Sometimes, just sometimes, I crave a meaty juicy burger, ala Shake Shack, but meat these days is scary. So scary. For those of you who like to believe that the journey of a piece of meat is from the styrofoam wrapper in the meat isle, onto your grill then into your mouth, read no further, but if you're like me, and still sometimes think that Freddy is in your closet, then read on. Feed lots. Cows, that you eat, stand up to their knees in their own you know what. Not colorful party balloons. Yum! E-Coli! Some antibiotics will make it all better. Not quite. Then, after slaughter, all that delicious ground meat, which is often so polluted that they "clean" it with ammonia, is pooled into giant vats and processed along with the meat from hundreds of different cows. They do that with milk, too. Cringe. Now I understand why people are vegetarians. Meat can be gross and scary!
But it doesn't have to be. If you buy meat from a reliable farm, where the cows are grass-fed and are given sunlight and exercise, then meat can be good again. Not to mention healthy for you and not so bad for the environment. Do these places exist? When I go to Pennsylvania, I see with mine own eyes cows grazing in pastures. Its out there! I promise. Talk to the beef farmer at your farmer's market where accountability does exist.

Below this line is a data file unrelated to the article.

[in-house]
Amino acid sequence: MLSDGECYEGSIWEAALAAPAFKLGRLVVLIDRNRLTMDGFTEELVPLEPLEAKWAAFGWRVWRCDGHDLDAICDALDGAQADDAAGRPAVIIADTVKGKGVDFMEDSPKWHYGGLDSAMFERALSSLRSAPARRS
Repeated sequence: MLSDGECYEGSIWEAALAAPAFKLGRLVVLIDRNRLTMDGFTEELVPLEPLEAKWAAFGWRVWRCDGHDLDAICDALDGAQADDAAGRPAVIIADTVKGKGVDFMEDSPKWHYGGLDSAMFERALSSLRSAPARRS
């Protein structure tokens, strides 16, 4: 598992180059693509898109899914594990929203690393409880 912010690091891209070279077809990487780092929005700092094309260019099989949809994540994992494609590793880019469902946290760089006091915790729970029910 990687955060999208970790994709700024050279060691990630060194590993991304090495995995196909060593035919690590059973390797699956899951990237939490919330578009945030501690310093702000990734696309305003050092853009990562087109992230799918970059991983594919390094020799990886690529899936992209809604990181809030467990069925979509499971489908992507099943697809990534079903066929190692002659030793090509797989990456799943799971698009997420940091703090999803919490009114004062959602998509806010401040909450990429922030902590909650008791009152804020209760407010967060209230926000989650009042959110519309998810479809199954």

So the grass-fed burger: I started out with frying some bacon from Tamarack Hollow Farm where the pigs, as Joel Salatin puts it, "are allowed to be pigs." Set the bacon aside. Then in the bacon fat I fried chopped onions. I mixed that in with the grass-fed ground meat from New York Beef, plus some soy sauce and salt and pepper, formed my patties and it was onto the grill. I topped my burger with some goat cheddar cheese from Patches of Star Dairy and slapped it on a bun. Some fried potatoes from Garden of Eden and some arugula from Migliorelli Farm, and I had my burger fix. It was damn good and grassy and it didn't leave me feeling like I was digesting a brick. Burgers are good again.
*Every ingredient in this post (aside for seasoning) is from local produce I got from my CSA share or from the Union Square Farmer's Market.